Of course, in legal matters, the requirement is honesty, that is sticking to the facts at least as much of them as are known or remembered (although the memory of many tends to faulty). However, superimposed on that is frequently the implicit requirement to be, well, sincere. Regularly lawyers coach their clients in the rudiments of the facial expressions, tone of voice, pacing of conversation, and body language to appear sincere.
Yet, as R. Jay Magill, Jr. hammers in his new book "Sincerity," that social construct of being sincere is not a Platonic universal or absolute in human affairs. It was cooked up as important during the Protestant reformation when leaders of the Roman Catholic Church were accused of not being sincere. For example, they peddled worthless indulgences which were billed as allowing miscreants to enter heaven.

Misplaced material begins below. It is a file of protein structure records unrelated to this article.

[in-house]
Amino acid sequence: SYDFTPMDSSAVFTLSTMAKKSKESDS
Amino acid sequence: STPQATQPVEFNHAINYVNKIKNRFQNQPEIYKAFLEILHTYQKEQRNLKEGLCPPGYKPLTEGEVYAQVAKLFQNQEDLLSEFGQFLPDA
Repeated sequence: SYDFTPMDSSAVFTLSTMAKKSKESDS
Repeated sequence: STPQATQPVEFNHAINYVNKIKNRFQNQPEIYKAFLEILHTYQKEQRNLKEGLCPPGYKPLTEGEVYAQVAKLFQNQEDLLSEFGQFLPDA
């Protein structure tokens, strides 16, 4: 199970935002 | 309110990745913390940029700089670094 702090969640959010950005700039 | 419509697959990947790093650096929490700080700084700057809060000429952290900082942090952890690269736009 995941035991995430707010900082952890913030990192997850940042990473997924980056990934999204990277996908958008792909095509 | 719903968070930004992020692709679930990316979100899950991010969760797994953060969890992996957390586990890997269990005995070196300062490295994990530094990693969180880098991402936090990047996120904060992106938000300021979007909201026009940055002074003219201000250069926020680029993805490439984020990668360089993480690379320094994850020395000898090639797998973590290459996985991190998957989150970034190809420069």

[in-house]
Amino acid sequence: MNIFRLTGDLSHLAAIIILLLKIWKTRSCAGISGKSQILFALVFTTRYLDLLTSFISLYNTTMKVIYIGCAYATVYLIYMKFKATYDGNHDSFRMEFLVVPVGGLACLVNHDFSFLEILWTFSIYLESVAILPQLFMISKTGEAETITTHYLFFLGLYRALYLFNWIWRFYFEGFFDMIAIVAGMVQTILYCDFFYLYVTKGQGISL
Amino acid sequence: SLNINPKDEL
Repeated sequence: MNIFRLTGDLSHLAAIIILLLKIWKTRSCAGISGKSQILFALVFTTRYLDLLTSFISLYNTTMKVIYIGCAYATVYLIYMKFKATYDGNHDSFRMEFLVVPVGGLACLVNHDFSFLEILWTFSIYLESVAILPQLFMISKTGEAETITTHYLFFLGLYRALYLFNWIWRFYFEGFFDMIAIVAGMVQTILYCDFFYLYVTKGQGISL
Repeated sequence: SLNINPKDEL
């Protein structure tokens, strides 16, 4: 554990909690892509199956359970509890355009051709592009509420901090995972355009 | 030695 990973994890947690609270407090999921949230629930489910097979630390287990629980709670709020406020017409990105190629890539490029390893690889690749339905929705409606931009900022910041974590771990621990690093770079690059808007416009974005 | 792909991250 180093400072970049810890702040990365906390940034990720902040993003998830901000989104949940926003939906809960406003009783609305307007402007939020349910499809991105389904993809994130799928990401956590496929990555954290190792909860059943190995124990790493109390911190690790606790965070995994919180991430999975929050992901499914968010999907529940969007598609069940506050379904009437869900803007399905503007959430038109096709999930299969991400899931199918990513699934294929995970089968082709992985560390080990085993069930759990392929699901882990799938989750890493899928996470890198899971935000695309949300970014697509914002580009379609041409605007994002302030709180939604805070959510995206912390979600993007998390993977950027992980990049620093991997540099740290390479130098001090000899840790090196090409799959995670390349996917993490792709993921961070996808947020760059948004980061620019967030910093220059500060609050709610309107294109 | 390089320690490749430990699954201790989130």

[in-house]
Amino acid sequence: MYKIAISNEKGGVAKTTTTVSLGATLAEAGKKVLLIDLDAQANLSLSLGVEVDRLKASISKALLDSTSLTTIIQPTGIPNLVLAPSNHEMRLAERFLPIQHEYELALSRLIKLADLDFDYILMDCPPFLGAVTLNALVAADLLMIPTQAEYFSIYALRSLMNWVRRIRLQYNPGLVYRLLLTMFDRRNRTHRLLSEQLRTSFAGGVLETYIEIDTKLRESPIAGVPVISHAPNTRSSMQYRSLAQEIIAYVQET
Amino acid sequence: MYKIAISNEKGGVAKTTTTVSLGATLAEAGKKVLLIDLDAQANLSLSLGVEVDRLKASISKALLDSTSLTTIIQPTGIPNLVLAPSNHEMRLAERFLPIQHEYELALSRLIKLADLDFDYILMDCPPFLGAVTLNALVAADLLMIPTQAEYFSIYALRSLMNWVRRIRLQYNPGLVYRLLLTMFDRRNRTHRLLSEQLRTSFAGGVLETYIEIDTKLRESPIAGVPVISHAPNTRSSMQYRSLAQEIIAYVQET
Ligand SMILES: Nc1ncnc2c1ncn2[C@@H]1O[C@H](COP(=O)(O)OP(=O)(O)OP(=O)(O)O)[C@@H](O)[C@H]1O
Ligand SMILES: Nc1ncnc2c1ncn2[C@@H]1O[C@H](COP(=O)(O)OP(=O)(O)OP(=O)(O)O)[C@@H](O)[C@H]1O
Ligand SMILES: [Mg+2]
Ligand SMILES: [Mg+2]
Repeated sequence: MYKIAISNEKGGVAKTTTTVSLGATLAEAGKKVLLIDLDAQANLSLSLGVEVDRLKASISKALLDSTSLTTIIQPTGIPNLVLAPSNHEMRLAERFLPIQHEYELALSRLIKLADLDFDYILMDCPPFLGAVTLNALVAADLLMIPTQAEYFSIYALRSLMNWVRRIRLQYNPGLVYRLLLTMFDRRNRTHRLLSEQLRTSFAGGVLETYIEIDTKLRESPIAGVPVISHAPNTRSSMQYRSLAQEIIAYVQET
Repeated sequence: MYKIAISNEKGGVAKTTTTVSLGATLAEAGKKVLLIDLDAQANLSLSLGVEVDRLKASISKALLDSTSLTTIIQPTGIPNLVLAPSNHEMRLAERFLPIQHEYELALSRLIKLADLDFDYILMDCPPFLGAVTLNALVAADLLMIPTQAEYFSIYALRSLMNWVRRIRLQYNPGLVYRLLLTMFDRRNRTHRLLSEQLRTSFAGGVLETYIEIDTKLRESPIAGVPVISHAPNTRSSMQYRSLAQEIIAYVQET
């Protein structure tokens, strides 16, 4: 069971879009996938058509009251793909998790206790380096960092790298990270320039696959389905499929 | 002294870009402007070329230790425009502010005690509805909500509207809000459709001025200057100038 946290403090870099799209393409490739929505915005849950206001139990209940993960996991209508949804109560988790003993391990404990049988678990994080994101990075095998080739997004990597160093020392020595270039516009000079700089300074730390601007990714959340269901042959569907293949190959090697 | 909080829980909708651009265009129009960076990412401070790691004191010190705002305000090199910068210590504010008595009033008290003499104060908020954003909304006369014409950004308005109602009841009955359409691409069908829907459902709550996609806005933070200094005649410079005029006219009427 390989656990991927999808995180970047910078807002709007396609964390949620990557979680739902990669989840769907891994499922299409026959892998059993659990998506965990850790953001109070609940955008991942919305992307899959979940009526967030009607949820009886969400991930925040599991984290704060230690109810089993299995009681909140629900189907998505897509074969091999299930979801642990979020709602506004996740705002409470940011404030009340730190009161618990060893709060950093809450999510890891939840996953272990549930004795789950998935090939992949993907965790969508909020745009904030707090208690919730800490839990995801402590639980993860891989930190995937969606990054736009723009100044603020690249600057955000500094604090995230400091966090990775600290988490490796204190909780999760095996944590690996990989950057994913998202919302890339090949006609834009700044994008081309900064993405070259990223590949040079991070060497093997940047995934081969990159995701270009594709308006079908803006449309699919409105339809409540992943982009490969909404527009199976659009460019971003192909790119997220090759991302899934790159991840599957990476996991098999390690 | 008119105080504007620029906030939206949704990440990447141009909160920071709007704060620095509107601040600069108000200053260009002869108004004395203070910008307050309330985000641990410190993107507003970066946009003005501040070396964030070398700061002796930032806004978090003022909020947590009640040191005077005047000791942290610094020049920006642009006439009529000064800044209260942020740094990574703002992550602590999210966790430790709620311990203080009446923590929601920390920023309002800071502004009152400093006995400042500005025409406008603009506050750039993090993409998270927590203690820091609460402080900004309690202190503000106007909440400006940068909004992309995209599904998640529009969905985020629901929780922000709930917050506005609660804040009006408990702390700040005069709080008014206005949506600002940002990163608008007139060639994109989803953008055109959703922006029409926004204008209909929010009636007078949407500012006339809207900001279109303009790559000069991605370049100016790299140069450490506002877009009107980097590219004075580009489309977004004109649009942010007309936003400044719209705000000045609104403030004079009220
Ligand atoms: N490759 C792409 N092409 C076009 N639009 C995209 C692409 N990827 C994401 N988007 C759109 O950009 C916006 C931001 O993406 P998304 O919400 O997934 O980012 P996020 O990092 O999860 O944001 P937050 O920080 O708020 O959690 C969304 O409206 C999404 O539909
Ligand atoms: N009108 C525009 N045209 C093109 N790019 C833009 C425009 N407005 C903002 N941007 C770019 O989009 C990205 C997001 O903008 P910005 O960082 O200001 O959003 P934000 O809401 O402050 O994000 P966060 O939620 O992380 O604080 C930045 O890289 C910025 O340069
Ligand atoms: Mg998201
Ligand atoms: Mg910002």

Magill notes that the astute Machiavelli told his imaginary prince that it was useful to adopt the visage of sincerity but not advisable to attempt to have what one said align with action. Funny, though, that the legal system seems to treasure sincerity. It is in the self-interest of the convicted to express sincere remorse. The lack of it could get that person more time in the slammer or even the death penalty.
For that very reason the world waits to hear the sentence for convicted insider trader Rajat Gupta. He contends to this day that he is not guilty. He is defiant about his innocence. Those 200 letters from folks like Bill Gates which have been sent on his behalf may do no good. After all, the legal system cottons to sincere expression of remorse and a sincere desire to conform with society's moral code.
Will the strange requirement for sincerity be changed in the future?